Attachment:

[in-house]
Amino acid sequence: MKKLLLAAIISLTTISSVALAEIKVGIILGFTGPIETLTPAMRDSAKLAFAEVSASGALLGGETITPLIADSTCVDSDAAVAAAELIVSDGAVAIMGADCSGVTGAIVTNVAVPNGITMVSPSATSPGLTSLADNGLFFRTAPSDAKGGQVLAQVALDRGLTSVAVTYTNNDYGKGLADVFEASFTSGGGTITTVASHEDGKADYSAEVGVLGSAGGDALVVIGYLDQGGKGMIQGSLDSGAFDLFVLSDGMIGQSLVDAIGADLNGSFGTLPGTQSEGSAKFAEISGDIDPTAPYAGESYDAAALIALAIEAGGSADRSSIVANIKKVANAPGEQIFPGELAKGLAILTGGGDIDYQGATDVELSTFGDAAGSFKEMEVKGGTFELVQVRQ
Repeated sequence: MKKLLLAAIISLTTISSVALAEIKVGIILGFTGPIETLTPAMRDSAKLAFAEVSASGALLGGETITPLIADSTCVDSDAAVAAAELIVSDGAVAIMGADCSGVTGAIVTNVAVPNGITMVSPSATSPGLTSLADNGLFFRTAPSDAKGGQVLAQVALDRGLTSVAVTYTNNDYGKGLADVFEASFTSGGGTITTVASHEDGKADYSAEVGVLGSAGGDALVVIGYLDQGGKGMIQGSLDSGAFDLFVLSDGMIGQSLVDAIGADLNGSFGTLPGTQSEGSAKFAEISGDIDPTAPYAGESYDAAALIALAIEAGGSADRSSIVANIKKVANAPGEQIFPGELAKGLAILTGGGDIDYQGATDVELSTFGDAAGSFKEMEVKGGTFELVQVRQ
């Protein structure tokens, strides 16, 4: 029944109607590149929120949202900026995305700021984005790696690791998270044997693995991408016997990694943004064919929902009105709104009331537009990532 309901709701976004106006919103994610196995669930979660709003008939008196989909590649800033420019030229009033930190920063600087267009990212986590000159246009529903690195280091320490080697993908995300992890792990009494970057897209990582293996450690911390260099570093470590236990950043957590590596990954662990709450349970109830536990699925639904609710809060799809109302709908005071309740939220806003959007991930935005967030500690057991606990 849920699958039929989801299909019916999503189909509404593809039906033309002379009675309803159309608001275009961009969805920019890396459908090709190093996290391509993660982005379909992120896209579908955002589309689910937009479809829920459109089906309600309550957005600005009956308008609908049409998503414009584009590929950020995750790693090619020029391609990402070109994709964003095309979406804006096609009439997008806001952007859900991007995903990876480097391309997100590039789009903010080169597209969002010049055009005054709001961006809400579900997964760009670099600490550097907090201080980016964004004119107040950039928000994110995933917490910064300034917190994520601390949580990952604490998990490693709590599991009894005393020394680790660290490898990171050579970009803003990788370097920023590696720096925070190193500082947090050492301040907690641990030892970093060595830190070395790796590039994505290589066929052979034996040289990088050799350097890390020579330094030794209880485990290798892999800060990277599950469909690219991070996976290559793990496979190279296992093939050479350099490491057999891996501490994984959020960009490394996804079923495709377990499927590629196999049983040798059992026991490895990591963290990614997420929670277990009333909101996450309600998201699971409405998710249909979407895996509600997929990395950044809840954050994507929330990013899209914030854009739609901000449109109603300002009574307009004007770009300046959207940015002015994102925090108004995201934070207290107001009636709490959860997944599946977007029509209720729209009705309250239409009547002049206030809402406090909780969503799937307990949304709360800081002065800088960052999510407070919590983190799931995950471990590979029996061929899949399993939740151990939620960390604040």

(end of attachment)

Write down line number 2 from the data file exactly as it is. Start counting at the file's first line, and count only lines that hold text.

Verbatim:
Amino acid sequence: MKKLLLAAIISLTTISSVALAEIKVGIILGFTGPIETLTPAMRDSAKLAFAEVSASGALLGGETITPLIADSTCVDSDAAVAAAELIVSDGAVAIMGADCSGVTGAIVTNVAVPNGITMVSPSATSPGLTSLADNGLFFRTAPSDAKGGQVLAQVALDRGLTSVAVTYTNNDYGKGLADVFEASFTSGGGTITTVASHEDGKADYSAEVGVLGSAGGDALVVIGYLDQGGKGMIQGSLDSGAFDLFVLSDGMIGQSLVDAIGADLNGSFGTLPGTQSEGSAKFAEISGDIDPTAPYAGESYDAAALIALAIEAGGSADRSSIVANIKKVANAPGEQIFPGELAKGLAILTGGGDIDYQGATDVELSTFGDAAGSFKEMEVKGGTFELVQVRQ